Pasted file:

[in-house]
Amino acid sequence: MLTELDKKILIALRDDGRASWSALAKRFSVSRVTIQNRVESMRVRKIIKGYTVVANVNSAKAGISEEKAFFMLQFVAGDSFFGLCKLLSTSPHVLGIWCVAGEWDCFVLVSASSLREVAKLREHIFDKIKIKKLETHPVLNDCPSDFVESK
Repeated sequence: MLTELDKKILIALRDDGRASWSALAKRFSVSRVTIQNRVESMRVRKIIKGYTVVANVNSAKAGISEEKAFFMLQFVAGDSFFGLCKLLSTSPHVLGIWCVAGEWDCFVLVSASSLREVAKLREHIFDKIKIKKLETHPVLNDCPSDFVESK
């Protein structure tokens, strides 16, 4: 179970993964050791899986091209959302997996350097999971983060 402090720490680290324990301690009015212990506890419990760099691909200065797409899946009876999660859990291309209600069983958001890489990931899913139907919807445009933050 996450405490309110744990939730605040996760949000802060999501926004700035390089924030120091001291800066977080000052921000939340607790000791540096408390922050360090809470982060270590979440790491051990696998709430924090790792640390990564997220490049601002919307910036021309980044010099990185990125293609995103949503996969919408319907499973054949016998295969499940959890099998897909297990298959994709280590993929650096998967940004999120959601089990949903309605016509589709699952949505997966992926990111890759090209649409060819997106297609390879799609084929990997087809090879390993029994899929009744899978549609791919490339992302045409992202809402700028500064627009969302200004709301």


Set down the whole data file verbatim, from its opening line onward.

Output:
[in-house]
Amino acid sequence: MLTELDKKILIALRDDGRASWSALAKRFSVSRVTIQNRVESMRVRKIIKGYTVVANVNSAKAGISEEKAFFMLQFVAGDSFFGLCKLLSTSPHVLGIWCVAGEWDCFVLVSASSLREVAKLREHIFDKIKIKKLETHPVLNDCPSDFVESK
Repeated sequence: MLTELDKKILIALRDDGRASWSALAKRFSVSRVTIQNRVESMRVRKIIKGYTVVANVNSAKAGISEEKAFFMLQFVAGDSFFGLCKLLSTSPHVLGIWCVAGEWDCFVLVSASSLREVAKLREHIFDKIKIKKLETHPVLNDCPSDFVESK
């Protein structure tokens, strides 16, 4: 179970993964050791899986091209959302997996350097999971983060 402090720490680290324990301690009015212990506890419990760099691909200065797409899946009876999660859990291309209600069983958001890489990931899913139907919807445009933050 996450405490309110744990939730605040996760949000802060999501926004700035390089924030120091001291800066977080000052921000939340607790000791540096408390922050360090809470982060270590979440790491051990696998709430924090790792640390990564997220490049601002919307910036021309980044010099990185990125293609995103949503996969919408319907499973054949016998295969499940959890099998897909297990298959994709280590993929650096998967940004999120959601089990949903309605016509589709699952949505997966992926990111890759090209649409060819997106297609390879799609084929990997087809090879390993029994899929009744899978549609791919490339992302045409992202809402700028500064627009969302200004709301």